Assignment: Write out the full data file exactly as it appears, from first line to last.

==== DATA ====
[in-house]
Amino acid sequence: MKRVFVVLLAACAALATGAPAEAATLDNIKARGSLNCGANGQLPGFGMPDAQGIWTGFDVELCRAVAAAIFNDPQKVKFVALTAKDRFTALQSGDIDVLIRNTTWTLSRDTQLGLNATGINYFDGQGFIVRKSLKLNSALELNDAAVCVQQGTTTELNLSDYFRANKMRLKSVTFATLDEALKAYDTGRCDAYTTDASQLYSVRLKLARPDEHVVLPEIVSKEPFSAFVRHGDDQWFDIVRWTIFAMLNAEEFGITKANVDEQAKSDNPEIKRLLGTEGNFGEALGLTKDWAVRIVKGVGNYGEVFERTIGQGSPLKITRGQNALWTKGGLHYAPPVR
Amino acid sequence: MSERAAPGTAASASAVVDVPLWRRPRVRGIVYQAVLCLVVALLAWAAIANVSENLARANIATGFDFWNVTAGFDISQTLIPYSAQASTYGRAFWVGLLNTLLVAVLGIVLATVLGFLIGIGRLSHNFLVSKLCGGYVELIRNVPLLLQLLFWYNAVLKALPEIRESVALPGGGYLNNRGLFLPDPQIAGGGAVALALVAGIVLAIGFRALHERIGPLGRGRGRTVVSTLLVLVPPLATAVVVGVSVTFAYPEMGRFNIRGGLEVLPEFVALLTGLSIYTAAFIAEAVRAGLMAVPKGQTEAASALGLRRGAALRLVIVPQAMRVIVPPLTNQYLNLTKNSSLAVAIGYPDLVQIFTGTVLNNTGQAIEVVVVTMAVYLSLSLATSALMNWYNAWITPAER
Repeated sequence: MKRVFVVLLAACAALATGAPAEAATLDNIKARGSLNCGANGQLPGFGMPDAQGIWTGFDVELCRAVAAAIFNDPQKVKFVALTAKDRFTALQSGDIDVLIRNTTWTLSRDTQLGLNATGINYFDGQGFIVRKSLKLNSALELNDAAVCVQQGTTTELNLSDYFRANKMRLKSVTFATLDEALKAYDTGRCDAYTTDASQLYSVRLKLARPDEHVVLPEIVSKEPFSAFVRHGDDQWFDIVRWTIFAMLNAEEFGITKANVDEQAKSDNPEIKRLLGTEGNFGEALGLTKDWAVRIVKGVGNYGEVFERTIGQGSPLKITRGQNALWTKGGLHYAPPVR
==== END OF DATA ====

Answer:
[in-house]
Amino acid sequence: MKRVFVVLLAACAALATGAPAEAATLDNIKARGSLNCGANGQLPGFGMPDAQGIWTGFDVELCRAVAAAIFNDPQKVKFVALTAKDRFTALQSGDIDVLIRNTTWTLSRDTQLGLNATGINYFDGQGFIVRKSLKLNSALELNDAAVCVQQGTTTELNLSDYFRANKMRLKSVTFATLDEALKAYDTGRCDAYTTDASQLYSVRLKLARPDEHVVLPEIVSKEPFSAFVRHGDDQWFDIVRWTIFAMLNAEEFGITKANVDEQAKSDNPEIKRLLGTEGNFGEALGLTKDWAVRIVKGVGNYGEVFERTIGQGSPLKITRGQNALWTKGGLHYAPPVR
Amino acid sequence: MSERAAPGTAASASAVVDVPLWRRPRVRGIVYQAVLCLVVALLAWAAIANVSENLARANIATGFDFWNVTAGFDISQTLIPYSAQASTYGRAFWVGLLNTLLVAVLGIVLATVLGFLIGIGRLSHNFLVSKLCGGYVELIRNVPLLLQLLFWYNAVLKALPEIRESVALPGGGYLNNRGLFLPDPQIAGGGAVALALVAGIVLAIGFRALHERIGPLGRGRGRTVVSTLLVLVPPLATAVVVGVSVTFAYPEMGRFNIRGGLEVLPEFVALLTGLSIYTAAFIAEAVRAGLMAVPKGQTEAASALGLRRGAALRLVIVPQAMRVIVPPLTNQYLNLTKNSSLAVAIGYPDLVQIFTGTVLNNTGQAIEVVVVTMAVYLSLSLATSALMNWYNAWITPAER
Repeated sequence: MKRVFVVLLAACAALATGAPAEAATLDNIKARGSLNCGANGQLPGFGMPDAQGIWTGFDVELCRAVAAAIFNDPQKVKFVALTAKDRFTALQSGDIDVLIRNTTWTLSRDTQLGLNATGINYFDGQGFIVRKSLKLNSALELNDAAVCVQQGTTTELNLSDYFRANKMRLKSVTFATLDEALKAYDTGRCDAYTTDASQLYSVRLKLARPDEHVVLPEIVSKEPFSAFVRHGDDQWFDIVRWTIFAMLNAEEFGITKANVDEQAKSDNPEIKRLLGTEGNFGEALGLTKDWAVRIVKGVGNYGEVFERTIGQGSPLKITRGQNALWTKGGLHYAPPVR